In the present invention it has been found that phospholamban can assume a well characterized conformation in which it can bind a broad series of small compounds with common structural, physicochemical and spacial characteristics that allow an interaction of the said compounds with specific residues of phospholamban in the defined conformation. This interaction deactivates phospholamban and prevents its inhibiting effect on Ca-ATPase. The phospholamban deactivating compounds are potentially useful in the treatment of cardiac disorders, where the activation of the SR CaATPase is beneficial.

SUMMARY OF THE INVENTION

The present invention is based on our complete resolution of the three-dimensional structure of the entire cytosolic domain of phospholamban and the ligand binding site therein.

In one aspect the present invention provides compounds capable of relieving the inhibitory effects of phospholamban on cardiac SR Ca2+-ATPase, such compounds thus acting as phospholamban deactivators through direct binding to the phospholamban protein. These componds have common structural, physicochemical and spacial characteristics that allow for the interaction of said compounds with specific residues of the ligand binding site of phospholamban.

In another aspect the present invention provides a method of deactivating phospholamban which comprises administering to a mammal in need thereof a compound of the invention, as well as a pharmaceutical preparation comprising a compound of the invention together with a pharmaceutically acceptable carrier.

In another aspect, the present invention provides methods for rational drug design enabling the design of phospholamban deactivators based on using the three-dimensional structure data of phospholamban cytosolic domain provided on computer readable media, as analyzed on a computer system having suitable computer algorithms.

In still another aspect, the present invention provides the three-dimensional structure of phospholamban cytosolic domain provided on computer readable media.

Other aspects of the present invention will be apparent to one of ordinary skill in the art from the following detailed description and examples relating to the present invention.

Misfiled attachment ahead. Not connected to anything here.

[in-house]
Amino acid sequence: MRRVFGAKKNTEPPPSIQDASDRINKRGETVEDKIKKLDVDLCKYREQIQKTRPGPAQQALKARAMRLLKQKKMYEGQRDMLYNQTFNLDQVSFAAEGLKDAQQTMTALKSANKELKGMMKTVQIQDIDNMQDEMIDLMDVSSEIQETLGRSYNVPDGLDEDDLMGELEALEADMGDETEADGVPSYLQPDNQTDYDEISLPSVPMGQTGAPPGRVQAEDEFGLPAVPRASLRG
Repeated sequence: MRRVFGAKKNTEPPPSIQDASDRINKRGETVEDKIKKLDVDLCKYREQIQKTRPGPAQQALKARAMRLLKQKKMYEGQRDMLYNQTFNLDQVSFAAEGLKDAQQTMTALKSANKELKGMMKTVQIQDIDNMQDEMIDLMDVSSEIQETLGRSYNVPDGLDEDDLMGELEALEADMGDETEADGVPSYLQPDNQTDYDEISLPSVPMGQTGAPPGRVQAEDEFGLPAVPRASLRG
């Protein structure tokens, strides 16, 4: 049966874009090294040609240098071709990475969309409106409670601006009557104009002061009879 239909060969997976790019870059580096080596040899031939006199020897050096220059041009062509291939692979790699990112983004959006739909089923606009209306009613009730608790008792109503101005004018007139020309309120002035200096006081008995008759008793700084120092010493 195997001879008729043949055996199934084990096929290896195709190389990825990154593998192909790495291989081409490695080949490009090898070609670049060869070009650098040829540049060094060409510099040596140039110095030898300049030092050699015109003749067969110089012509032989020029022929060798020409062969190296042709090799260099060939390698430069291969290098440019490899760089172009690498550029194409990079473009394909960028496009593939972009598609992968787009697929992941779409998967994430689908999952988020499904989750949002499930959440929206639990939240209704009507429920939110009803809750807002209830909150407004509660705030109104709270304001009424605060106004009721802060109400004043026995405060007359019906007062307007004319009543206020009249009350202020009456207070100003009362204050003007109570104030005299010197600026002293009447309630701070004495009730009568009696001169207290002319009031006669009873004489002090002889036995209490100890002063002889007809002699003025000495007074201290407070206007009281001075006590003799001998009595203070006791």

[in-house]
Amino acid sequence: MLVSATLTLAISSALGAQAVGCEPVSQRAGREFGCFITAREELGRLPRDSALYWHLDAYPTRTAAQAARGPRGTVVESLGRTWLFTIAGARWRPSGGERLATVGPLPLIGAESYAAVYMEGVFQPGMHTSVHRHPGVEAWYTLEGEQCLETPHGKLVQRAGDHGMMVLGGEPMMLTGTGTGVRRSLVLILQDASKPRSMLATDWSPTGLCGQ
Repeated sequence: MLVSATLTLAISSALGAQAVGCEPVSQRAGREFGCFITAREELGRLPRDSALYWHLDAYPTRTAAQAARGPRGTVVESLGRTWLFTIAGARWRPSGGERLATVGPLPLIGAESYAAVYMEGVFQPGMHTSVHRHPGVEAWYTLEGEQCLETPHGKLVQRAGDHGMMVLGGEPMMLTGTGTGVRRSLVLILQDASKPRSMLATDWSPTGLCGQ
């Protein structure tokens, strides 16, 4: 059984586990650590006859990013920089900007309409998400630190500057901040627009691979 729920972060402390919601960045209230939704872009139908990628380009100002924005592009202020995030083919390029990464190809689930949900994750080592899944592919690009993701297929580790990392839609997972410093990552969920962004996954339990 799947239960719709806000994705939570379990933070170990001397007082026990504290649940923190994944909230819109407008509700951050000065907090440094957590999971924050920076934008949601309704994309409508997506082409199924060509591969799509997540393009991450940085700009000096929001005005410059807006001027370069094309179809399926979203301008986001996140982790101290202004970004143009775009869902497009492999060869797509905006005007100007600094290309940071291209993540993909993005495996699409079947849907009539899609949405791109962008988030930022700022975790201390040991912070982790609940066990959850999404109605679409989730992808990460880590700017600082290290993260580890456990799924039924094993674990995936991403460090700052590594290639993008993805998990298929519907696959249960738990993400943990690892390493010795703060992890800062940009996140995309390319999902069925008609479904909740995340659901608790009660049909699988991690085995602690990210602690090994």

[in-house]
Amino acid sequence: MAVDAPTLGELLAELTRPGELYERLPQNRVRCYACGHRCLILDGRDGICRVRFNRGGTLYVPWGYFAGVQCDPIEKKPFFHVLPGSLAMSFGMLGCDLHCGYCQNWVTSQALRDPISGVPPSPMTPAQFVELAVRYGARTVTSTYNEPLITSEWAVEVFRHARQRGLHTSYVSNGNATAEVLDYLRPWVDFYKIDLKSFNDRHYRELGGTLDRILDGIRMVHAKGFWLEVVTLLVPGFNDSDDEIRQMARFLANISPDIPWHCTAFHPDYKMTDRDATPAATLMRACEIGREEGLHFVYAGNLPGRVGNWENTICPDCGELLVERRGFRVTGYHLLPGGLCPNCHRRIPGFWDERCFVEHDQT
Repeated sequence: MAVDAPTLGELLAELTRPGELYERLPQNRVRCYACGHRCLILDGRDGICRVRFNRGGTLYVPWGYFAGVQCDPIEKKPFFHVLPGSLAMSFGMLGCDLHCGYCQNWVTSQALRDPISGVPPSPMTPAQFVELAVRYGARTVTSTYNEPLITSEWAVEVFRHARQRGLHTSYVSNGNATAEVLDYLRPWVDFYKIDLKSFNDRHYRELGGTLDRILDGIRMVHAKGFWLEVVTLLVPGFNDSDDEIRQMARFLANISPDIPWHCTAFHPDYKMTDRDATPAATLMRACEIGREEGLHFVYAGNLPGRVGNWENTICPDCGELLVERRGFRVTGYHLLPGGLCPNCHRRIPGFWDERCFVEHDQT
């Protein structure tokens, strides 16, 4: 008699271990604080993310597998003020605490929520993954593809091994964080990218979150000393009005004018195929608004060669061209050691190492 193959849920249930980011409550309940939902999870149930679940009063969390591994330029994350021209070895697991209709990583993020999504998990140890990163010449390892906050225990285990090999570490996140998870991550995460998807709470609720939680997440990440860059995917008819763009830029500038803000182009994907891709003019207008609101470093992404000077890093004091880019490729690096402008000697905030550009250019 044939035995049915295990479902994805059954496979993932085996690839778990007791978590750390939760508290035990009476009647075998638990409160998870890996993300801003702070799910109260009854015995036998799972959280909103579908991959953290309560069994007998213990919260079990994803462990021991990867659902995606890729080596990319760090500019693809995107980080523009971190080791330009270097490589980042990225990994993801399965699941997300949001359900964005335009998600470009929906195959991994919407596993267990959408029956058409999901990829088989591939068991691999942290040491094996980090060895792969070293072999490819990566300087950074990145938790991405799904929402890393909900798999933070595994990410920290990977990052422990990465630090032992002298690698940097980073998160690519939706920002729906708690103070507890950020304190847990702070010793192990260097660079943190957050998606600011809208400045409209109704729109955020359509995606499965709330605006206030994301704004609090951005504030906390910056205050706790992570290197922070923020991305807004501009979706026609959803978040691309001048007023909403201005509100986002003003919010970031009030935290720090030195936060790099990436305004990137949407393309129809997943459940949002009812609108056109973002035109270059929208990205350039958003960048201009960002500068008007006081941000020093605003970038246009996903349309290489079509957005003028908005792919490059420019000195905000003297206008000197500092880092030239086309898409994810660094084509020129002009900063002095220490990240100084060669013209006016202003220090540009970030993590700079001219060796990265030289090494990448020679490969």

BRIEF DESCRIPTION OF THE FIGURES

FIG. 1 shows the amino acid sequences of phospholamban from different species (human, pig, dog, rabbit rat, mouse, chicken).

FIG. 2 is an illustration of the NMR structure of the cyclic peptide cP226.

FIG. 3 is an illustration of the NMR structure of PLB(1-36).

FIG. 4 is an illustration of the model structure of the complex between PLB(1-36) and cyclic peptide cP226.

FIG. 5 is an illustration of the main interactions of cP226 with PLB(1-36) in the model of the binary complex. The distances between the heavy atoms capable for electrostatic binding, H-bonding, or hydrophobic interactions are shown.

FIG. 6 is an illustration showing the PLB amino acid side chains which form the binding site for ligands, divided to four interactions sites denoted as S1-S4.

FIG. 7 is the summary of the observed sequential and medium-range NOE connectivities for PLB(1-36).

FIG. 8 is an illustration of the superposition of compound of Example 1c onto the PLB structure.

FIG. 9 shows the quality of the structure of PLB(1-36) obtained by NOE data. RMSD per residue and the number of restraints per residue is shown.

FIG. 10 is the summary of the observed sequential and medium-range NOE connectivities for cP226.

FIG. 11 is an illustration of the family of 12 structures of cP226 deduced from NMR data.

FIGS. 12A and 12B show the effect of the compound of Example 1c (50 and 100 μM) on the Ca2+ uptake rate into the cardiac (A) and fast skeletal muscle (B) SR vesicles.

DETAILED DESCRIPTION OF THE INVENTION

Structure of Phospholamban (1-36)

The present invention is based on our complete resolution of the three-dimensional structure of the entire cytosolic domain of phospholamban (PLB) and the ligand binding site therein. It was possible to determine the structure of the phospholamban cytosolic domain using a method of NMR spectroscopy wherein the NMR data is of sufficiently high resolution for the three-dimensional structure determination. The method comprises providing the 1-36 a.a. fragment of phospholamban, which comprises the cytosolic domain and 6 amino acids of the transmembrane domain, for the NMR analysis in aqueous solution containing 30% trifluoroethanol. The three-dimensional structure can then be determined from the NMR data by distance geometry followed by simulated annealing. The method is described in detail in EXAMPLE 1.